Every time I read one of Beth's posts, I imagine her laugh.
Who is she? Otherwise known as bethnop, she's one of thousands of subscribers to the Motley Fool Rule Breakers newsletter service, and the crowned champ of our "I'm a Rule Breaker" contest. The queen of our Foolish band of stock market anarchists is, among other things, a business owner, a single parent, and a late bloomer when it comes to investing.
Mom's a Rule Breaker
Beth's story begins in 1983, when, as a young woman straight out of college, she started her own business with an unsecured loan from a local bank that had a relationship with her father. Today, the loan has been repaid in full, and she's working with a wide range of nationally known clients in the pharmaceutical industry. The experience has been so diverse that, as she explains it, client discussions can range from branding to clinical data to international politics.
You'd think that such a complex business would require a cast of Ph.D.s. Instead, Beth has come to depend on a colorful crew of local Connecticut moms. Talk about rule breaking. Says Beth, "They work lots of extra hours for me when we're very busy. ... The trade-off is that they are always free to chaperone field trips, be at school for the holiday show, [or] work from home when the little ones have a fever."
When life imitates a portfolio
But the Rule Breaking lifestyle also carries with it plenty of twists and turns, and Beth has had more than her share. For example, she divorced her longtime husband after a series of problems finally reached the breaking point. Since then, she's learned through trial and error how to "mow the lawn, carry the occasional snake out of the basement, repair persnickety home mechanical malfunctions, and rebuild stone walls." (Note to Beth: You're at least two up on me there, Fool.)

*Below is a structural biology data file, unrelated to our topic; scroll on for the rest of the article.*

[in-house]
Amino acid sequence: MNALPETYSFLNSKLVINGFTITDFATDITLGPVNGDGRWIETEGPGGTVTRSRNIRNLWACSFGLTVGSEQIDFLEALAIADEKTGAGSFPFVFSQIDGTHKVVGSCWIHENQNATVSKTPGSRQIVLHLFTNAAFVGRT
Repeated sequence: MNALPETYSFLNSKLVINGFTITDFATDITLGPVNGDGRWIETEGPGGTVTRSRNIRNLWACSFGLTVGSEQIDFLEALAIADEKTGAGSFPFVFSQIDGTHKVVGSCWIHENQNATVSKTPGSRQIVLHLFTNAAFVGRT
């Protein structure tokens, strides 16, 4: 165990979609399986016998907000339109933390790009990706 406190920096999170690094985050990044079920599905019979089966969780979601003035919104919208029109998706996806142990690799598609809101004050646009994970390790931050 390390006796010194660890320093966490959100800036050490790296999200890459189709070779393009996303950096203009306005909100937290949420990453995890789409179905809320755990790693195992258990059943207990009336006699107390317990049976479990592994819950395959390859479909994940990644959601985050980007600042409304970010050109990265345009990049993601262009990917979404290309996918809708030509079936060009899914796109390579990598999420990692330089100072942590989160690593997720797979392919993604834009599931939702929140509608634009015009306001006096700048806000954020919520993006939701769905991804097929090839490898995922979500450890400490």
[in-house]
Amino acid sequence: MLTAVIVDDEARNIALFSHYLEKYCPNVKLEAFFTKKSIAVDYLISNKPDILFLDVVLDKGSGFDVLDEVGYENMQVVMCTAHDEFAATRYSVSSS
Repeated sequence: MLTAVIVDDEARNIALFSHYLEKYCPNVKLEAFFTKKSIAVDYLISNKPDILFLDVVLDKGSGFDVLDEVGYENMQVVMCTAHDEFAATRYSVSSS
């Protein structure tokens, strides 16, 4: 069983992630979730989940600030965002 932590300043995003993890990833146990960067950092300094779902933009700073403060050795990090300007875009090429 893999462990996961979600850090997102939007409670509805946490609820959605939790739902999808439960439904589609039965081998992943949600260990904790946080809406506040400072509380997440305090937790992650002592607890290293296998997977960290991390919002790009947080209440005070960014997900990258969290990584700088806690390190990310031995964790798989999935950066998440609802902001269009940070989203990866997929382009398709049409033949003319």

Beth displayed similar courage when first wading into the deep waters of stock investing last year, in her mid-40s, but she quickly realized that more than courage was required. Says Beth, "I made my first few investments on some pretty shaky reasoning. These included DreamWorks Animation
Beth doesn't say much about her early returns, but it wasn't long before she ran into Fool.com. Some of her stocks had received ample attention at the site. The articles, she says, urged her to research further. As she became more curious, her contrarian streak pushed to the fore. A trial to Rule Breakers soon followed.
Betting on businesses
Today, Beth treats her investing like a business. "I'm looking to make some choices that can really help me grow my money, which I can then plow back into more investments." Rule Breakers helps her in that effort, she says, because of the team's special emphasis on studying business models.
But it's much more than that. Beth is an admitted contrarian with a special desire to defy the head-scratchers. As she puts it, "While I do like to balance my portfolio with some choices with less volatility, the very stable, dividend-producing blue chippers are, well, a little boring to me. At this point, I'm comfortable sticking my neck out a bit to maximize my returns."
Her neck has found a home with several Rule Breakers selections, including satellite-radio contender XM Satellite Radio
Look out, Fido
Of course, Beth isn't all a-gush about every selection. One that has her scratching her head is iRobot
That's not to say there isn't a place for iRobot in her life. She ponders the possibility of the company merging with another Rule Breakers selection, TASER International
I can still hear her laughing. Thanks, Beth. No doubt, you have both the portfolio and the spirit of a true Rule Breaker. Welcome to the club!
DreamWorks Animation is a Motley Fool Stock Advisor pick.
You can join Beth and several more like-minded growth stock investors by becoming a part of the growing Motley Fool Rule Breakers family. If you're not sure about subscribing, you can do what Beth did and start with a free 30-day all-access pass to see whether it's right for you.
Fool contributor Tim Beyers only breaks the rules in his portfolio. Wimp. Tim didn't own shares in any of the companies mentioned in this story at the time of publication. You can find out what's in his portfolio by checking Tim's Fool profile. The Motley Fool has an ironclad disclosure policy.